(Editor's note: The following is the latest installment in a series of fishing tips presented by The Bass University. Check back each Friday for a new tip.)
If you saw Matt Arey fishing a jig during his 3rd-place finish in the Elite Series event on Lake Guntersville this year, you might have been shocked. He wasn’t dragging it, crawling it or otherwise slowing things down. He was ripping it off the bottom using a technique called “stroking” that triggers neutral fish to bite. It’s popular throughout the Tennessee River chain of lakes, mostly on Kentucky Lake, and the North Carolina pro learned it from a longtime friend from the region.
While increased pressure has led many anglers to downsize on the TVA impoundments, utilizing dropshots, Neko Rigs and the like, Arey believes this power technique is every bit as effective, and tends to catch bigger-than-average fish.
“I can activate schools of highly-pressured fish with this jig right where when I see them on my DownScan and I see them wadded up tight in little groups," he said. "I can jerk that sucker. It falls in front of his face. It’s just a reaction.”
The No. 1 mistake he sees among novices to the technique is that they stroke the jig on a tight line. “Every time I go to hop that jig up I always make sure there’s 7 to 15 feet of slack line on the water,” he said. You can catch bass the other way, but he said you’ll get “three times more bites” with the slack-line pull. You can tell you’re doing it right when you consistently hear the "whoosh" sound of the line coming up quickly off the water. The key is to get the first fish to bite – that usually fires up the school. “It’s on after that.”
He prefers P-Line Tactical Fluorocarbon, never less than 17-pound, spooled on a high-speed Lew’s Reel, usually at least 8:1. That enables him to catch up with bass that grab the jig on a slack line and run toward him. He’ll typically put it on a heavy-action 7’6” Lew’s Custom Lite rod, although in shallower water where he might not need quite as much leverage he’ll go down to a 7’4” heavy.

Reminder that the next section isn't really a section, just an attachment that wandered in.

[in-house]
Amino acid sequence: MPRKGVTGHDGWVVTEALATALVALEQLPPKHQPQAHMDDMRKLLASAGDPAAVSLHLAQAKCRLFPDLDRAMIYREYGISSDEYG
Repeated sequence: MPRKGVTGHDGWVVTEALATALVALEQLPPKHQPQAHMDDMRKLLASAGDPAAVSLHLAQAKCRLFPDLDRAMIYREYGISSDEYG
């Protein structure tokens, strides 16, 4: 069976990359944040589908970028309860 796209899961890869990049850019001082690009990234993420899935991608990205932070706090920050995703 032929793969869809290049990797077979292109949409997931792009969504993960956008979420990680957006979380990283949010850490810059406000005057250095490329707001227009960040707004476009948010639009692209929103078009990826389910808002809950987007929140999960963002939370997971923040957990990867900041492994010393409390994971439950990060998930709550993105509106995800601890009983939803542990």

In choosing his jigs, he keeps the sizes simple – either 1/2- or 3/4-ounce. “I like a quick fall and a lot of action,” he said. A variety of crawfish-themed trailers help him achieve the action part of that equation, but he’s careful not to overburden the lighter jig with something too bulky when the bass want a quicker fall. He’ll often have several different combinations on deck to make sure that he dials in the proper one for that particular day. He’s also a huge fan of old-school living rubber skirts, which create a big profile and often grab the attention of the biggest bass in a particular school.
If you want to learn some of the other ways in which Arey makes his jig-stroking technique successful, including some of the specific trailers that he affixes to the back of his football jigs, check out his full video, available only by subscribing to The Bass University TV.